This weekend's Belgian Grand Prix marks the 12th round of the 2021 Formula 1 World Championship and, with the summer break now in the rearview mirror, it's a fast and frantic three-month blur of races ahead to decide the outcome of this year's title chase.
The first half of the season saw plenty of tension between Red Bull and Mercedes both on and off track, but this is likely to pale into insignificance compared to what happens in the second half. The first half has provided plenty of talking points and, had Verstappen been a little bit more fortunate at races like Azerbaijan or Budapest, we would be seeing a much different championship complexion.
So what will be the deciding factors in this year's championship fight?
Sheer good luck
No matter how well a driver and team perform, there's also a huge element of luck involved. For instance, Lewis Hamilton was staring down the barrel of a lowly points finish at Imola after a mistake, until a crash between George Russell and Valtteri Bottas allowed him to get back onto the lead lap at the restart. Max Verstappen was simply unlucky that his left rear Pirelli tyre failed within sight of the chequered flag in Baku, and also to be taken out in an incident triggered by Bottas in Hungary.
The clash at Silverstone between Hamilton and Verstappen ended up being unlucky for Verstappen, too, given the steward's decision on who was predominantly to blame for the contact. A fairer outcome in that scenario would have been zero points for both parties but Hamilton also had some luck with the immediate red flag enabling him to fix the damage.
Verstappen, on the other hand, had a tiny slice of luck in Hungary with the red flag allowing him to repair the car enough to finish the race. With Sebastian Vettel being disqualified from second place, it promoted Hamilton to runner-up and Verstappen up to ninth. However, he probably won't view it as particularly lucky given the misfortune that gave him the damage in the first place.
Without doubt, Hamilton has been the 'luckier' of the two drivers in the first half of the season. Will this continue into the second half?
The development race
Since the start of the season, all we've really heard about is the 'balancing act' that all the teams must go through this year. With huge regulation changes on the way, teams have had the opportunity to switch over development for 2022 before the 2021 season even began (like Haas chose to do), or continue developing their 2021 car to reap the benefits this season with the obvious drawback of the resulting compromise of next year's development.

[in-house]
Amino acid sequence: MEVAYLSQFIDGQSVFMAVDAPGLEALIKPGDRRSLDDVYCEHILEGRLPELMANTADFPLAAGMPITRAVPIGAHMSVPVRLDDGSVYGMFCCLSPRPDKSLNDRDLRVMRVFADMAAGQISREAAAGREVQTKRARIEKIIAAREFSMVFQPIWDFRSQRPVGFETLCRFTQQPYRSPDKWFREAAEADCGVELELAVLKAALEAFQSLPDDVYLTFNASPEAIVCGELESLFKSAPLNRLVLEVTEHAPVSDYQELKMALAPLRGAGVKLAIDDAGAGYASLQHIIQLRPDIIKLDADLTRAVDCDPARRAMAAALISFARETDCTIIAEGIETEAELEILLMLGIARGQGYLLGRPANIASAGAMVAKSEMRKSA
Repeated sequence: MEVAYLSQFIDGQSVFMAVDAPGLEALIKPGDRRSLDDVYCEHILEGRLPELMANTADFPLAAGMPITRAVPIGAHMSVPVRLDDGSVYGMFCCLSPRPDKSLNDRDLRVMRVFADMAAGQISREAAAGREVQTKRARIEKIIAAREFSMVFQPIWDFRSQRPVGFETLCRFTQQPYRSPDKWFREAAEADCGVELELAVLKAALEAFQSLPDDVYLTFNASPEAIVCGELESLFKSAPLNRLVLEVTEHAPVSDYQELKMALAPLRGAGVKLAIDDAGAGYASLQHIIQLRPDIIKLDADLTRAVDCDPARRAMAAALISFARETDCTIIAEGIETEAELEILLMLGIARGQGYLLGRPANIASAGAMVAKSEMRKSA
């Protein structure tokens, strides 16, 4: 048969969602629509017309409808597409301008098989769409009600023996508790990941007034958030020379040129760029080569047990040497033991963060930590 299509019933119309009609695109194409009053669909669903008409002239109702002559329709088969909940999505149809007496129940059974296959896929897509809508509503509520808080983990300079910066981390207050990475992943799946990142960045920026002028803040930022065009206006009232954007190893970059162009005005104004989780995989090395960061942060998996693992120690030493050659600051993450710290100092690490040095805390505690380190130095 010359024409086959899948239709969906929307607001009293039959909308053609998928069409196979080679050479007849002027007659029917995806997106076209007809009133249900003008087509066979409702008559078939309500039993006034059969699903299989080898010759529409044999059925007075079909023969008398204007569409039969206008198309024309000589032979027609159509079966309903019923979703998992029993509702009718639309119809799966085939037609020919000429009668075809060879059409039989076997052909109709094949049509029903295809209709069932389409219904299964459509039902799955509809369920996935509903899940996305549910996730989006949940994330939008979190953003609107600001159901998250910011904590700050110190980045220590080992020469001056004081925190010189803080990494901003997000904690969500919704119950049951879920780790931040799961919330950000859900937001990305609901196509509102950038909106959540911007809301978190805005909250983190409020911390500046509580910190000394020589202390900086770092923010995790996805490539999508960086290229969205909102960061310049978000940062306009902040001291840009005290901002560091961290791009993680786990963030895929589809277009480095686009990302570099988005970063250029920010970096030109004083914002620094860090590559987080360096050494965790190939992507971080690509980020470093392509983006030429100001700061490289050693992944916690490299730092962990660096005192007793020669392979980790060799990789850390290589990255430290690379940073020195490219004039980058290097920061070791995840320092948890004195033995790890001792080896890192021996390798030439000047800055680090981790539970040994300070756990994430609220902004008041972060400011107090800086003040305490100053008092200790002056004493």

Will Red Bull's RB16B be updated, however minorly, a few more times between now and the end of the season as Milton Keynes chases its first title win since 2013? Is Mercedes' W12 now in its final form and Hamilton will have to make do between now and Abu Dhabi?
"It is embedded in who we are as a race team that it's not in our culture to give up on any season," Red Bull boss Christian Horner said recently, hinting that Red Bull might not be willing to take their foot off the development throttle.
"Of course, we have the constraints of the budget cap as well, which makes life slightly more complicated. But people have short-term memories in this sport, and you've got to go for it."
At Mercedes, Toto Wolff said after Austria that no further updates were coming to the W12, only for the team to roll some out at Silverstone.
Ahead of Spa-Francorchamps, Wolff has reiterated that no further updates are planned: "No, until the end of the year we don't come up with aerodynamic updates.
"We have stopped the development of our current car for months. The last update we finished in the spring was used at the British Grand Prix. Those changes have worked out well, improving our performance.
"The regulations from next year is going to have a very big impact and that regulation is going to count for longer than just a championship. That's a factor that should not be forgotten. If you're behind next season, it could take a very long time to close the gap on the competition."
This one is closely linked to the 'luck' factor from above, and looks set to affect Red Bull more so than Mercedes.
With Max Verstappen already having had to take a third Honda power unit after the Silverstone crash, reaching his maximum permitted engines for the year, it's Red Bull on the back foot for at least one race in the second half.
Given that there are still 12 races remaining this season, Red Bull won't be able to massage their existing engines to the end of the season without risking failures or having to curtail performance. Given the high-speed nature of quite a few tracks in the second half of the season, it's not going to be an easy ride for the engines they do use. This means that it's almost certain Red Bull will need to use, at least, a fourth power unit. This is against the rules and will result in a grid penalty. Presumably, Honda will also choose to introduce new parts such as the MGU-H, MGU-K and turbo at the same time, meaning that Verstappen will have to start at least one race from the back.
Deciding when and where to take this penalty will prove to be a major tactical decision, as some tracks are considerably easier to overtake at than others, and Red Bull will also want to take the penalty at a circuit where they don't feel they'll be able to take the victory anyway.
Mercedes, on the other hand, have no such concerns at this point, with Hamilton still on his second engine of the year and waiting on the introduction of the third.